Seeking out unique food and beverage experiences while traveling is one trend that has proven to be here to stay — but the focus has shifted from high-end dining to dining that is much more inclusive and democratic. By looking at Hilton Luxury Group’s approach to its food and beverage program, one can witness this change in consumer preference.
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As travelers seek experiences as diverse as their palates, demand for dynamic food and beverage programs is expanding globally. Consumers strive to capture the many cultural touchpoints of a destination through authentic experiences, making food tourism a key component of their travel agendas. As Skift analyst Meghan Carty stated in her 2019 report, The New Era of Food Tourism: Trends and Best Practices for Stakeholders, “what’s changing is that after years of traveler obsession with high-end gourmet dining, the demand for food-related travel is now democratizing, deepening, and expanding.”
Hospitality brands have long been at the forefront of innovation in the global culinary scene, capitalizing on unique destination offerings, regional flavors, and original collaborations with award-winning chefs. Given the industry’s ability to quickly adapt to the changing needs of the market, as well as build relationships with local artisans, food producers, winemakers, and distillers, hoteliers have found new ways to integrate luxury offerings through both traditional dining and exciting contemporary tasting moments.
In capturing the essence of a particular locale, hotels have readily employed creative and aesthetic methods into their culinary endeavors to further engage with their guests and the local communities, elevating the overall travel experiences consumers crave.
Innovation and Diversification in Hilton Luxury Group’s Restaurants and Bars
With a long-standing history of shaping the culinary industry, Hilton Luxury Group — which includes brands Waldorf Astoria Hotels & Resorts, LXR Hotels & Resorts, and Conrad Hotels & Resorts — continues to work with the biggest stars in the business. Currently, this includes four Michelin Star Chefs and four James Beard Award-winning chefs, taking original food and beverage partnerships to new heights. “Food and beverage have become so much a part of the fabric of global travel,” said Adam Crocini, Hilton’s global head and vice president of Luxury & Lifestyle, Restaurants and Bars. “We seek artisan products across the globe, as well as champion flavors that are found locally, to enrich our guests’ experience as something they can both participate in and learn from.”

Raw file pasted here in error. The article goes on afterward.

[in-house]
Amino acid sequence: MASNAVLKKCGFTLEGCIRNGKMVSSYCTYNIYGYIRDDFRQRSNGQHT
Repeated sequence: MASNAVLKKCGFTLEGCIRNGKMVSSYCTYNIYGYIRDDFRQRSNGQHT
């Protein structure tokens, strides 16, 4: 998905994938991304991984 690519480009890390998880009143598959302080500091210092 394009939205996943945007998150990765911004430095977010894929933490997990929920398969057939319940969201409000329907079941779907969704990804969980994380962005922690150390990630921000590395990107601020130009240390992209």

Throughout the evolution of travel, design, and food trends, Hilton has continued to apply its fundamental philosophy across its luxury brands, creating culinary offerings rooted in the story of its surroundings, careful curation, ambiance, and service. With notable outlets such as Jean-Georges Vongerichten at the Waldorf Astoria Beverly Hills, Gordon Ramsay at Waldorf Astoria Trianon Palace Versailles, Michael Mina at the Waldorf Astoria Chicago, Richard Sandoval at Conrad Chicago, and more, Hilton Luxury Group sees collaboration and diversification as key factors to its success in the field.
This approach to bespoke experiences has led to necessary differentiation in Hilton dining experiences, which in turn reflect the unique personalities of its property holdings. Waldorf Astoria Hotels & Resorts has always believed its restaurant and bar programming to be at the core of its DNA — beginning at its flagship in New York City and expanding worldwide — and is credited with creating such beloved staples from the Waldorf Salad to its red velvet cake and Robert Burns cocktail. Conrad Hotels & Resorts, on the other hand, elevates its stylish spaces to inspire a modern take on food, cocktails, and architectural design. Also raising the bar is LXR Hotels & Resorts, embracing its independent functionality and extending to locally immersive culinary experiences. The expansive diversity of hotel style and locale allows Hilton a unique opportunity to experiment and expand its possibilities on the world culinary stage.
What Fine Dining Looks Like for Hilton Luxury Group in 2020 and Beyond
The newest examples of successful collaborations in its luxury portfolio include The Ledge by Dave Pynt at the Waldorf Astoria Maldives Ithaafushi and the Voltaggio brothers’ new restaurant, Estuary, located in the Conrad Washington, D.C. In each instance, working with such prominent and innovative chefs paved the way for exceptional gastronomical experiences in uniquely relaxed yet sophisticated, open-kitchen environments. Gone are the tablecloths and pretension, opting instead for fireplaces and even a communal table for the latter. This type of balance has been deliberate and indicative of industry direction, merging fine dining tastes with socially conscious design in the ongoing evolution in luxury spaces.
Given that Hilton just celebrated its 100th anniversary, it’s clear that it will continue developing new and innovative dining concepts long into its future as an extension of its overall luxury travel experiences. “Hilton has a long history of being first in culinary endeavors,” Crocini said. “As pioneers, we strive to create wonderful experiences and memories for our guests to carry with them.”
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